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Intermittent Versus Continuous HAART (Highly Active Antiretroviral Therapy) for Treating Chronic HIV Infected Patients in Uganda

2014-08-27 03:44:05 | BioPortfolio

Summary

Although highly active antiretroviral therapy (HAART) has been successful in suppressing plasma HIV RNA levels and providing significant clinical benefit in infected patients, it does not eradicate HIV infection. It is now clear that virus replication persists despite undetectable plasma viremia in individuals receiving HAART. In this regard, withdrawing HAART, even after prolonged periods of virus suppression, leads almost invariably to a rapid rebound of plasma viremia. It is also now clear that prolonged, continuous HAART carries a risk of significant toxicity and side effects. In addition, the monetary cost of HAART is prohibitive for many individuals and countries. In terms of cost, 95% of the HIV-infected individuals in the world are beyond the reach of therapy as a direct consequence of the cost of therapy. These observations may argue for a different approach to HAART with the goals of: 1) durable suppression of virus replication, without an attempt at eradication, 2) minimization of toxicity and side effects and improvement in patient life-style, and 3) a reduction in cost. Preliminary data from a pilot study conducted at the National Institutes of Allergy and Infectious Diseases, USA, have demonstrated that short cycle structured intermittent therapy, 7 days HAART drug followed by 7 days off HAART has maintained suppression of plasma HIV RNA while preserving CD4+ T cell counts for up to 80 weeks. In addition, there was no evidence for increased HIV in reservoir sites; nor was there evidence for the development of resistance to antiretroviral drugs. Finally, there was a decrease in parameters of toxicity. This approach may have particular applicability for the treatment of HIV in the Southern Hemisphere. Therefore, we propose to study the virologic and immunologic effects of short cycle intermittent versus continuous HAART in HIV-infected individuals from the JCRC (Kampala, Uganda) in a randomized, controlled, intent-to-treat trial. We shall evaluate both the 7 days on-HAART/7 days off-HAART as well as a 2 days off-HAART/5 days on-HAART approach. In December, 2004, the 7/7 arm was discontinued....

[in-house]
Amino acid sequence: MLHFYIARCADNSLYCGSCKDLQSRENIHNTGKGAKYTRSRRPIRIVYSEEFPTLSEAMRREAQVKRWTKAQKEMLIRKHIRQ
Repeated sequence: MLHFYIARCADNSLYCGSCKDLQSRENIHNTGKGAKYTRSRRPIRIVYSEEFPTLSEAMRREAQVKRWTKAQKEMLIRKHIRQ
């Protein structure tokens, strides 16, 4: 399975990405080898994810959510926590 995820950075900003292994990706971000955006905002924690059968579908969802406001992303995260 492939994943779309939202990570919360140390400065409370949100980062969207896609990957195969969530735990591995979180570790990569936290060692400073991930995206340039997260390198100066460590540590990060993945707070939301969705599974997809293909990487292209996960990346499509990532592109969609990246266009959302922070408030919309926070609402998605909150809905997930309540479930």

Description

Although highly active antiretroviral therapy (HAART) has been successful in suppressing plasma HIV RNA levels and providing significant clinical benefit in infected patients, it does not eradicate HIV infection. It is now clear that virus replication persists despite undetectable plasma viremia in individuals receiving HAART. In this regard, withdrawing HAART, even after prolonged periods of virus suppression, leads almost invariably to a rapid rebound of plasma viremia. It is also now clear that prolonged, continuous HAART carries a risk of significant toxicity and side effects. In addition, the monetary cost of HAART is prohibitive for many individuals and countries. In terms of cost, 95 percent of the HIV-infected individuals in the world are beyond the reach of therapy as a direct consequence of the cost of therapy. These observations may argue for a different approach to HAART with the goals of: 1) durable suppression of virus replication, without an attempt at eradication, 2) minimization of toxicity and side effects and improvement in patient life-style, and 3) a reduction in cost. Preliminary data from a pilot study conducted at the National Institutes of Allergy and Infectious Diseases, USA, have demonstrated that short cycle structured intermittent therapy, 7 days HAART drug followed by 7 days off HAART has maintained suppression of plasma HIV RNA while preserving CD4+ T cell counts for up to 80 weeks. In addition, there was no evidence for increased HIV in reservoir sites; nor was there evidence for the development of resistance to antiretroviral drugs. Finally, there was a decrease in parameters of toxicity. This approach may have particular applicability for the treatment of HIV in the Southern Hemisphere. Therefore, we propose to study the virologic and immunologic effects of short cycle intermittent versus continuous HAART in HIV-infected individuals from the JCRC (Kampala, Uganda) in a randomized, controlled, intent-to-treat trial. We shall evaluate both the 7 days on-HAART/7 days off-HAART as well as a 2 days off-HAART/5 days on-HAART approach. In December, 2004, the 7/7 arm was discontinued.

Study Design

Primary Purpose: Treatment

Conditions

HIV

Intervention

HAART

Location

Joint Clinical Research Center
Kampala
Uganda

Status

Completed

Source

National Institutes of Health Clinical Center (CC)

Results (where available)

View Results

Links

Published on BioPortfolio: 2014-08-27T03:44:05-0400

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